8 therefore unlikely to capture the full extent of the uncertainty. The uncertainty ranges for the H&D predictions (eg as presented in Table 11 of H&D) therefore take into account the range of predictions from all the plausible models that we argued could be consistent with the observed data. This includes models with values of r and t both lower and higher than 0.75 and 2.1 respectively ie models with different degrees of non-linearity. Thus any consideration of the extent of the uncertainty of the predictions necessarily involves a consideration of the extent of the non-linearity. The evidence led to the fitting of 3 sets of models with slope parameters as follows: Best slope model: P M =A pl.x A pt.x 2.1 High slope model: P M =A pl.x + A pt.x 2.5 Low slope model: P M =A pl.x A pt.x 1.7 The shape of each of these models for either crocidolite or amosite exposure (with confidence intervals) is illustrated in the following graph (not drawn to scale). Because the value of A pl is much bigger than A pt, the pleural term accounts for most of the combined risk unless the exposure X is large. For low-dose extrapolations, the low slope model (with r=0.6) predicts the highest risks, and the high slope model (r=1 ie linear in this region) predicts the lowest risks. Note, since for chrysotile there is no peritoneal term the rapid increase at high exposures does not occur, though the shape for low dose extrapolations is as illustrated. 5 Comparison of dose response shapes, H&D high-slope, best, and lowslope models (illustrative purposes only) Combined pleural and peritoneal mesothelioma risk Low slope: P M =A pl X 0.6 +A pt X 1.7 Best slope: P M =A pl X A pt X 2.1 High slope: P M =A pl X+A pt X Cumulative exposure, f/ml.yr As illustrated in the following chart, the H&D maximum and minimum models are then defined by the maximum and minimum predictions from any of these models over the whole exposure range, taking account of the confidence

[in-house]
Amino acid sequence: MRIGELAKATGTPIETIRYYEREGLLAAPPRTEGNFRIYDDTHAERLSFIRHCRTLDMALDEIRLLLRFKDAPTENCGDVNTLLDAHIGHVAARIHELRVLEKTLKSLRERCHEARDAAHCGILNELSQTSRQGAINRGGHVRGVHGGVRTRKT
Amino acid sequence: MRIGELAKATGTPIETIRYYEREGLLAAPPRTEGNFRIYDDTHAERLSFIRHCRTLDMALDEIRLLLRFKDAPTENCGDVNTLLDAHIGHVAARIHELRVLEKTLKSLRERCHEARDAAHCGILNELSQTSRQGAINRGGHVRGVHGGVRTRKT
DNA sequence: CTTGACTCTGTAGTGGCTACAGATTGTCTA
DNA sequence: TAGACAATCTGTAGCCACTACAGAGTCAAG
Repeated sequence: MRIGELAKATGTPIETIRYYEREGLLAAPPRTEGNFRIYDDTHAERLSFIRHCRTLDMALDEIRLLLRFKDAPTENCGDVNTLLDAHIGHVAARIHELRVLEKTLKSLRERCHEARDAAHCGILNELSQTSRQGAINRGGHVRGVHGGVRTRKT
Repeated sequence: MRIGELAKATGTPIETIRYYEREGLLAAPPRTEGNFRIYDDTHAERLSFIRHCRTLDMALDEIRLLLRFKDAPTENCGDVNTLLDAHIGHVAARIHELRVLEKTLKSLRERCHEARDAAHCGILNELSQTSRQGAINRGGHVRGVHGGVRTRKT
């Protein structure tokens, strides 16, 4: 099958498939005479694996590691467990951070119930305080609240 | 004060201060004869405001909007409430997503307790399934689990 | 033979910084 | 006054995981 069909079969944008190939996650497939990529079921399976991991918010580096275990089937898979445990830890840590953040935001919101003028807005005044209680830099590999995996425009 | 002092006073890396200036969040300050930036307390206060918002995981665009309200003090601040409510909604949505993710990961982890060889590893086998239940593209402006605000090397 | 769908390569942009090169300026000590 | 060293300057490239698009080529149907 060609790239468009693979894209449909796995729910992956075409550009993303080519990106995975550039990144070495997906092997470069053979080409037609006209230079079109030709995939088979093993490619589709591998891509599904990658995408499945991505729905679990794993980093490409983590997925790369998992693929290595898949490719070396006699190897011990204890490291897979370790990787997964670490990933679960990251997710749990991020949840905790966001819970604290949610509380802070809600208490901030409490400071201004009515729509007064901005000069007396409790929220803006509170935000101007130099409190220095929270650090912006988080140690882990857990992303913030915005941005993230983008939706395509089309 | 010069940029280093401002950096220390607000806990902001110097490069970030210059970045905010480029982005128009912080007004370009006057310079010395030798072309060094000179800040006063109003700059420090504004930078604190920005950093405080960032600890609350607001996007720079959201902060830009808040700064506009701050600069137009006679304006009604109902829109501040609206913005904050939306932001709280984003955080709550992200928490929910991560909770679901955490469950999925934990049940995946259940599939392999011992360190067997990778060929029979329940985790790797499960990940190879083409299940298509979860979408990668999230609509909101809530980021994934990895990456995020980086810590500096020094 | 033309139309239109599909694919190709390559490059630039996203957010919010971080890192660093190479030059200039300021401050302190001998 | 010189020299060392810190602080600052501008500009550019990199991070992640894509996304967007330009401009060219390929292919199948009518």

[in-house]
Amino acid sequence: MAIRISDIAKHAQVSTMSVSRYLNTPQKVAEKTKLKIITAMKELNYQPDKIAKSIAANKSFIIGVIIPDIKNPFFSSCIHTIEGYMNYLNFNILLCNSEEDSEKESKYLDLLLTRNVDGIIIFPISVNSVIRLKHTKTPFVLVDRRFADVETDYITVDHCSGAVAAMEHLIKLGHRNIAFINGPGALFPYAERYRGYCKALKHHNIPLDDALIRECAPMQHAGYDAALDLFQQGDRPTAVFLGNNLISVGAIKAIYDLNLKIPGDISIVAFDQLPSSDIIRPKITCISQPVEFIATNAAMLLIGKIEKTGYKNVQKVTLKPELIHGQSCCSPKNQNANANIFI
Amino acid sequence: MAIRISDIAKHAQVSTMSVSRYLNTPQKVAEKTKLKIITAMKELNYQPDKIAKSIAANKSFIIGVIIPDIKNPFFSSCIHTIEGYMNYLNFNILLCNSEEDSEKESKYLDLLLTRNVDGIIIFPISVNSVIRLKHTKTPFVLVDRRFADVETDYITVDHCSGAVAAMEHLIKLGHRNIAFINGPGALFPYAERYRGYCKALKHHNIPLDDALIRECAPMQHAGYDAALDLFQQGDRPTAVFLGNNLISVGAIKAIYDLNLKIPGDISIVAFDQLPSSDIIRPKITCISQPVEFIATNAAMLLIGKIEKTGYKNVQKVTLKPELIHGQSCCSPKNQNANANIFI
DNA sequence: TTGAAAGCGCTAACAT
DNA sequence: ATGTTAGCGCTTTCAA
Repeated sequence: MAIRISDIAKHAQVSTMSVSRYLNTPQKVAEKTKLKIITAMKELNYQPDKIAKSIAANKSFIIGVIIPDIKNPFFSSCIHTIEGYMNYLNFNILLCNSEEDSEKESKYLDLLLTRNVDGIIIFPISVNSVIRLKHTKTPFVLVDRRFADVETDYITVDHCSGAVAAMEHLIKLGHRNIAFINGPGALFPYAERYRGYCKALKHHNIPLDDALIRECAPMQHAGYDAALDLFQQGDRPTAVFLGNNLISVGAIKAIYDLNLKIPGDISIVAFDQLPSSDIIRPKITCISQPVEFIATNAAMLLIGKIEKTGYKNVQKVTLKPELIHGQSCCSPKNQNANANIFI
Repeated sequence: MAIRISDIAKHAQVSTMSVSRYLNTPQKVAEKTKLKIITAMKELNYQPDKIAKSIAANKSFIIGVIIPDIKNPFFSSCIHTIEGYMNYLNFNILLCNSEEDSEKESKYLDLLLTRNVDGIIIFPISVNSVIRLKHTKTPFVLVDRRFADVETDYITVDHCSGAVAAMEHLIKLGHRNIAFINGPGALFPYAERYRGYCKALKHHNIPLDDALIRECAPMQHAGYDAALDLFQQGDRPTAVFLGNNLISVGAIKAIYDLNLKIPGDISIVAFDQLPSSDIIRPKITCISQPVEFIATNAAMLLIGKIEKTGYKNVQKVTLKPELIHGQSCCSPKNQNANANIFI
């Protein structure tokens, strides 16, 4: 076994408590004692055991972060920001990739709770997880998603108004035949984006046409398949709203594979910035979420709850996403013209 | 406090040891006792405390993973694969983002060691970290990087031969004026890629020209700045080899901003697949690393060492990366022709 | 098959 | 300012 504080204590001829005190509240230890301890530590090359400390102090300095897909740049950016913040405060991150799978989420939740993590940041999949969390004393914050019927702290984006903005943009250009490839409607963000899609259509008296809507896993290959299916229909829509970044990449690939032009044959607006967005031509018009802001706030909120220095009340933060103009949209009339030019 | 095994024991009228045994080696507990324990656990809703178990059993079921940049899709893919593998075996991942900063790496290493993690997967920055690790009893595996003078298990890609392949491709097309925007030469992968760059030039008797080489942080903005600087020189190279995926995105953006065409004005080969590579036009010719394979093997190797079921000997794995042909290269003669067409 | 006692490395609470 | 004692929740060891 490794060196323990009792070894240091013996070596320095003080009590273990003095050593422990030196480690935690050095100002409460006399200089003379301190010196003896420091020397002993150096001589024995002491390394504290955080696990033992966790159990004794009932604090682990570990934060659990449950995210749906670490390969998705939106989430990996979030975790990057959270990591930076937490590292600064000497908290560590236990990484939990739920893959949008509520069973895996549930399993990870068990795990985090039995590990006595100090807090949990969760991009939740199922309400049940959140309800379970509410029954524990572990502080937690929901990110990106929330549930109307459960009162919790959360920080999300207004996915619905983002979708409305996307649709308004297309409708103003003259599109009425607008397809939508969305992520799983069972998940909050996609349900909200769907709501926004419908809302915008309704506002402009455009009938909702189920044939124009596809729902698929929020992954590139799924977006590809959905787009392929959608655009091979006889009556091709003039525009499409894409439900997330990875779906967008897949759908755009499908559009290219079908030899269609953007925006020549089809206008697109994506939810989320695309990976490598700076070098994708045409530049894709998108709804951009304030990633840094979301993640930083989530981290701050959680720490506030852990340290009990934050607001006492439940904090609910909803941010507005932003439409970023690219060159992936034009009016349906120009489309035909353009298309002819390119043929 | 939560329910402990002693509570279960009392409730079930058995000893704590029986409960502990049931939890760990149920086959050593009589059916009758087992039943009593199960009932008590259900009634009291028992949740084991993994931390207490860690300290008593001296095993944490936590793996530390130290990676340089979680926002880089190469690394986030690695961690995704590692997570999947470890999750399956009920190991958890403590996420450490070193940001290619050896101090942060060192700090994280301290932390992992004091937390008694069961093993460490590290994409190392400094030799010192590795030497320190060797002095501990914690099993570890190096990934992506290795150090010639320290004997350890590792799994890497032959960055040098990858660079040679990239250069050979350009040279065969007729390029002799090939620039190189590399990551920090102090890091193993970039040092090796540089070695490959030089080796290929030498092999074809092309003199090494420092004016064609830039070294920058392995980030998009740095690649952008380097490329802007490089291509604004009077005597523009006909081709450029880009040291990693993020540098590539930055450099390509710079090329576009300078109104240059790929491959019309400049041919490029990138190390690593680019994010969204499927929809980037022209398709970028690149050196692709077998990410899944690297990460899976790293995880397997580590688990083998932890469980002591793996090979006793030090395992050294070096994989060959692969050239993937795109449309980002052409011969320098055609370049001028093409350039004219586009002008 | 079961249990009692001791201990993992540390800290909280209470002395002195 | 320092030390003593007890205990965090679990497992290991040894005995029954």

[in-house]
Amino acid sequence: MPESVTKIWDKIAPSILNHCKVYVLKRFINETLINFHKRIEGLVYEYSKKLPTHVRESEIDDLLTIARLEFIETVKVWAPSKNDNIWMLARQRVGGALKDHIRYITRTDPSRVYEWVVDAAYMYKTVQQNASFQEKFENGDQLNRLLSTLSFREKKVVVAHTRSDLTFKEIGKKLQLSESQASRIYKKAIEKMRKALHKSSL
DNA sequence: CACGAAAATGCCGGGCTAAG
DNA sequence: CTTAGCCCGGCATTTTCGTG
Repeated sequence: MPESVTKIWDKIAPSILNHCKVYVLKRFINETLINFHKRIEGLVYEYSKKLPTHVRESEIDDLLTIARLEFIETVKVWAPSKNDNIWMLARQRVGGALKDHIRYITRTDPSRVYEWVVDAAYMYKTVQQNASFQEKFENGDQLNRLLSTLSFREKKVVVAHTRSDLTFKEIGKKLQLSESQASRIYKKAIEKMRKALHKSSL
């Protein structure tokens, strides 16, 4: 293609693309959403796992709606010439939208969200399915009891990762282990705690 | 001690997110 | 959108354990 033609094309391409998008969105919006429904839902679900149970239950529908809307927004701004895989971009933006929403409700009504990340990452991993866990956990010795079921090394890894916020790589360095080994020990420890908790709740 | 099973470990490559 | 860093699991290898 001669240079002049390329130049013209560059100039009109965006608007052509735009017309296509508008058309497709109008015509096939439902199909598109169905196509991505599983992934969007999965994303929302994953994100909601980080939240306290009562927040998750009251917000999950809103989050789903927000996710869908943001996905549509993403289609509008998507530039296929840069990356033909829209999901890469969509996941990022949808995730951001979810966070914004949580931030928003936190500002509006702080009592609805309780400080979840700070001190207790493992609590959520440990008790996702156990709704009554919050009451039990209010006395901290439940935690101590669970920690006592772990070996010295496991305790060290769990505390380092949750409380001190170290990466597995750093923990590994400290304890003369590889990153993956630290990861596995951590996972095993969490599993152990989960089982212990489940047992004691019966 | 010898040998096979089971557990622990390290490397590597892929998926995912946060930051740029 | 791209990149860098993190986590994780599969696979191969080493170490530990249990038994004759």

9 intervals of the parameters A pl and A pt. The H&D best model is given by the best slope model throughout the exposure range. Combined pleural and peritoneal mesothelioma risk Comparison of dose response shapes, H&D max, best, and min models (illustrative purposes only) H&D max model H&D best model Cumulative exposure, f/ml.yr H&D min model